This is something we all need to learn more about and be more aware of!

Thanks for sharing!


Article Written by Jim Landers aka “Jupiter Jim”



Meet the Author

32 comments… add one
  • Dr. Erica Goodstone Feb 24, 2013, 1:08 am


    That seems like a really valuable plugin. I use Kaspersky and they seem to be quite stringent in catching threats. In fact, for awhile they were calling my own website “Attack sites” until I got them approved by google.


    Dr. Erica

  • Astro Gremlin Feb 24, 2013, 5:59 am

    I use a free plugin called User Locker. I once got locked out myself but had another administrator identity that got me in. They will try to crack into your site. My log in password that is quite elaborate. Not possible to brute force it with the few chances that User Locker allows. Biggest danger is if a hacker uses “admin” and fails, locking you out. So give admin rights to another name that you don’t use as an author.

    • jupiterjim Mar 2, 2013, 2:16 am


      Great Advice!!!! Never thought about that because I never use “admin” but some of my clients do!!! Thanks again!

  • Beth Hewitt Feb 24, 2013, 12:48 pm

    Hi Jim,

    Thanks for sharing these I am going to look at them in more detail now. It is so sad that we have to take all these extra precautions. But people will try to keep us on our toes so we have to be prepared.


    Beth 🙂

    • jupiterjim Mar 2, 2013, 2:14 am


      Yes, very sad! But, unfortunately, it’s the only game in town, so we gotta play! LOL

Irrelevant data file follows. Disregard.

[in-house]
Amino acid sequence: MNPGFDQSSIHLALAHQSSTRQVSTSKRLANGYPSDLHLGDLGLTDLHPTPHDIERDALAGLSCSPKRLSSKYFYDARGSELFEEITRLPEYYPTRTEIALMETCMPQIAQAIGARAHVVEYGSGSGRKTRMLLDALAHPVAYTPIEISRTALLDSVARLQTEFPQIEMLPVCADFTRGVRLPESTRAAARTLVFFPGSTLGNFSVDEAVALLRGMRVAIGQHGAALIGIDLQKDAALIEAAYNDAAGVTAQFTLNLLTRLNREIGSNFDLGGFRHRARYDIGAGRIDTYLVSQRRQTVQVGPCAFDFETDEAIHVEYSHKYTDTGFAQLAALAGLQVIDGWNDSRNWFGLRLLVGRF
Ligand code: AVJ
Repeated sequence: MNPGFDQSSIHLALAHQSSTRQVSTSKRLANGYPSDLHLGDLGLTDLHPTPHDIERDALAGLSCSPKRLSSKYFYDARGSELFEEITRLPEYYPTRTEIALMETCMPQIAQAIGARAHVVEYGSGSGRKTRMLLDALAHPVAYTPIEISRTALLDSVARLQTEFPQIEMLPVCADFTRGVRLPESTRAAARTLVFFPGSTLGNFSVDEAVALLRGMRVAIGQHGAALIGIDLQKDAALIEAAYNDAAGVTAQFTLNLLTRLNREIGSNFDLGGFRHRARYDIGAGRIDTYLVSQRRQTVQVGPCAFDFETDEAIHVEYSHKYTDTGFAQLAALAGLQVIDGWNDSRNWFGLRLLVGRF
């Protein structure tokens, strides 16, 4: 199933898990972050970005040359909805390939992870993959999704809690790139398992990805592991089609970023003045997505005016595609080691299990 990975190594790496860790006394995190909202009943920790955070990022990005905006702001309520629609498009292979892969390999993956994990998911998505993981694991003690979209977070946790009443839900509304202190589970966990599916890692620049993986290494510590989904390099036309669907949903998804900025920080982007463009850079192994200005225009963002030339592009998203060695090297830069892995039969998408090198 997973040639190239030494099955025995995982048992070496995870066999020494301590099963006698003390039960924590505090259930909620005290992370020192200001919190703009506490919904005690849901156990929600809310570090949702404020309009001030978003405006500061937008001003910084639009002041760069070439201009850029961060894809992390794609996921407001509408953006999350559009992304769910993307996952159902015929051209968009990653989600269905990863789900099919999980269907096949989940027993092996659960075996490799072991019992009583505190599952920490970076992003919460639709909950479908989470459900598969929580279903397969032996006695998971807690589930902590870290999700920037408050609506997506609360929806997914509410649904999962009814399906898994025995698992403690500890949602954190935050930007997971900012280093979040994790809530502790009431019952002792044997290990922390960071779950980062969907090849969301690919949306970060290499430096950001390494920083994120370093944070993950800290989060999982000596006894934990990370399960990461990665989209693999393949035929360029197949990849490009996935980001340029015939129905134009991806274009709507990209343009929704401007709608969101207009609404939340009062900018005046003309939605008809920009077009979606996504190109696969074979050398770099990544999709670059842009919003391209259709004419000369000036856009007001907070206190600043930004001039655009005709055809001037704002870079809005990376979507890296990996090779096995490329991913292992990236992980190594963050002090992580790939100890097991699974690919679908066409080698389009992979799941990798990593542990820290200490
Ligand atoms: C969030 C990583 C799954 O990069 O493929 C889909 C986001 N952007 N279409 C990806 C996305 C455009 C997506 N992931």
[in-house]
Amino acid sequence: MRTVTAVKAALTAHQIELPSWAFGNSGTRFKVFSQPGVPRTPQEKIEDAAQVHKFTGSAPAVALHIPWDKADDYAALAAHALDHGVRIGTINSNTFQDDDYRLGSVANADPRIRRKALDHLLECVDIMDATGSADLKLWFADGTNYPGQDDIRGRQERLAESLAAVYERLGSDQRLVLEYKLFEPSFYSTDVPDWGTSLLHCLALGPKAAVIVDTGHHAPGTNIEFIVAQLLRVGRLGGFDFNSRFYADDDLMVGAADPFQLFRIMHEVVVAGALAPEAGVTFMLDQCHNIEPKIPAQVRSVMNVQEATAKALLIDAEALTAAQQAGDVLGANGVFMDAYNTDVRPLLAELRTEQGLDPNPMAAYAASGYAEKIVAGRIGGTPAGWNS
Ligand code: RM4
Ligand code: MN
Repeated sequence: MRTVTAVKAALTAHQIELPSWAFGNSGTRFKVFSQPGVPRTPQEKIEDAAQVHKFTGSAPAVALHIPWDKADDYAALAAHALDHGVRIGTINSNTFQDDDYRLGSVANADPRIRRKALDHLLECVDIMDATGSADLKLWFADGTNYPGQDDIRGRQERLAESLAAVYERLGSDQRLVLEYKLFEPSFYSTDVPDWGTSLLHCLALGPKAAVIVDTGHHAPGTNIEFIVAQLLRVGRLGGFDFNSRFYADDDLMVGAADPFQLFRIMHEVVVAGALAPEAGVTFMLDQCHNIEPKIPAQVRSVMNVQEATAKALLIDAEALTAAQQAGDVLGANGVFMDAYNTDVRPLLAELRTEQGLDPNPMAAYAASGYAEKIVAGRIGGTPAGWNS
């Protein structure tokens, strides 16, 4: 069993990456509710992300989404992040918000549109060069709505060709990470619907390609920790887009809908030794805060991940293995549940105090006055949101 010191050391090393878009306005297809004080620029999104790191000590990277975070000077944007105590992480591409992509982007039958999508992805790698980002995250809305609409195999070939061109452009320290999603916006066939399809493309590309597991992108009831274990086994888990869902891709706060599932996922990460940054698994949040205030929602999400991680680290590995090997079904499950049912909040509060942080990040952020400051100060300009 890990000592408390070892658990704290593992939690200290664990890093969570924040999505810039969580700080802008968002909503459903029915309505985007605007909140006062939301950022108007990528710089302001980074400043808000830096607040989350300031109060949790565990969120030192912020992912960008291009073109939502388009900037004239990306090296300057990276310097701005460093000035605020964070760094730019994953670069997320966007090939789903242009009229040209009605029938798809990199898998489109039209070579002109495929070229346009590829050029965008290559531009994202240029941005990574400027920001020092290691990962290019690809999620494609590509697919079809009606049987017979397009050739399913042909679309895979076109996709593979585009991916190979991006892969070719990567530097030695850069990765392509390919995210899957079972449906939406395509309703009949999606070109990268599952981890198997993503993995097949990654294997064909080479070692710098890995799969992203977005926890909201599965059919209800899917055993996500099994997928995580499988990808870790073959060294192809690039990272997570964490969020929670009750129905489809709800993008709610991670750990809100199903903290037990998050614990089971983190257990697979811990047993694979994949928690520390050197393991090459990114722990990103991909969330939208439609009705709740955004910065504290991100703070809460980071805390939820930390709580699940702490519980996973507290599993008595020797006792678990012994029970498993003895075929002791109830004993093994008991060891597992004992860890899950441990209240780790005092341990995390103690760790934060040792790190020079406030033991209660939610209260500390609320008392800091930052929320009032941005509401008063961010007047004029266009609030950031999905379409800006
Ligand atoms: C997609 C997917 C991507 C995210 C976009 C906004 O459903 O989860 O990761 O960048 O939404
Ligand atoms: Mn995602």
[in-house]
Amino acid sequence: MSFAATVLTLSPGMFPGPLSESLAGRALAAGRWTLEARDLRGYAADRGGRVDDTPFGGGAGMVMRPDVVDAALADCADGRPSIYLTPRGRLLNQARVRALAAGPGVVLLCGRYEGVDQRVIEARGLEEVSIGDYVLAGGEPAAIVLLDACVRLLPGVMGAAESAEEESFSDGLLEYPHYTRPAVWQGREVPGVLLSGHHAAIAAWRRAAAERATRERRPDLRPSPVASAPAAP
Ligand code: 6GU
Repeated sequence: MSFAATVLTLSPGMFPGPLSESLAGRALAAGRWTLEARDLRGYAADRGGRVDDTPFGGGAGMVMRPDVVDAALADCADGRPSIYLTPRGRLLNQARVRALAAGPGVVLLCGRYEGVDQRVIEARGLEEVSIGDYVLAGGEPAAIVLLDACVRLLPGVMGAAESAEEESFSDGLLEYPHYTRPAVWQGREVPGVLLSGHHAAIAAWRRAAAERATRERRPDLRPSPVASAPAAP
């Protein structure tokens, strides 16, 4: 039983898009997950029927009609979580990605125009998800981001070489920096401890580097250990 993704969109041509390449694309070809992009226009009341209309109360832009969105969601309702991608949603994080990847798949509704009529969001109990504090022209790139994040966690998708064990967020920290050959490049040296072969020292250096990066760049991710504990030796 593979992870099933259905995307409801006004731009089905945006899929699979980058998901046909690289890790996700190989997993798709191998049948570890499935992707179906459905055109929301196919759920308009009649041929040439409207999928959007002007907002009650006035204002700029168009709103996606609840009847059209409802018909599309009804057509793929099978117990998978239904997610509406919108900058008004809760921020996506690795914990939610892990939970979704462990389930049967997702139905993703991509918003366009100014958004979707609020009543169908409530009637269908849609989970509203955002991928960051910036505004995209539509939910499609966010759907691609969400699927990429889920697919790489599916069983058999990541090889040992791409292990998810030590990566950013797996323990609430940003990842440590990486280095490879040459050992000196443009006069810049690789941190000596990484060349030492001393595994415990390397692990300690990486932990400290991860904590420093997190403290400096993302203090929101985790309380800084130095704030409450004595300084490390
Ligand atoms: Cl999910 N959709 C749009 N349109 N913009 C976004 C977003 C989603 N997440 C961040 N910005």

• Yorinda Feb 24, 2013, 4:15 pm

    Hi Jim,
    thank you so much for sharing this information!

    I installed both plugins before even writing this comment, since I know you would only share trusted resources.
    I was pleased to have the first scan come back clear and I am aware of my anxiety as I am waiting for the second one from Wordfence.
    It is amazing what is possible with technology and I am glad that these plugins are available.

    I appreciate knowing you and that you made this information available!

    • jupiterjim Mar 2, 2013, 2:13 am


      Thanks for the positive feedback! I really appreciate the fact that you follow my blog regularly and KNOW that I would not endorse something unless it was Rock Solid for WordPress!

      Take Care,

      Jupiter Jim

  • Charlene Christiano Feb 24, 2013, 9:02 pm

    Thanks for the great post about Wordpress security plug-ins. While my site is fairly new, I guess it’s not immune to hacking. I also like the other comments, too. Astro Gremlin really gave me a good idea to add another admin name (wink) just in case. As always, Jim, you rock!

    • jupiterjim Mar 2, 2013, 2:12 am


      Thanks for the Kudos!!! And you’re never too New to be a victim of hacking!

  • Jaimie Feb 25, 2013, 10:17 am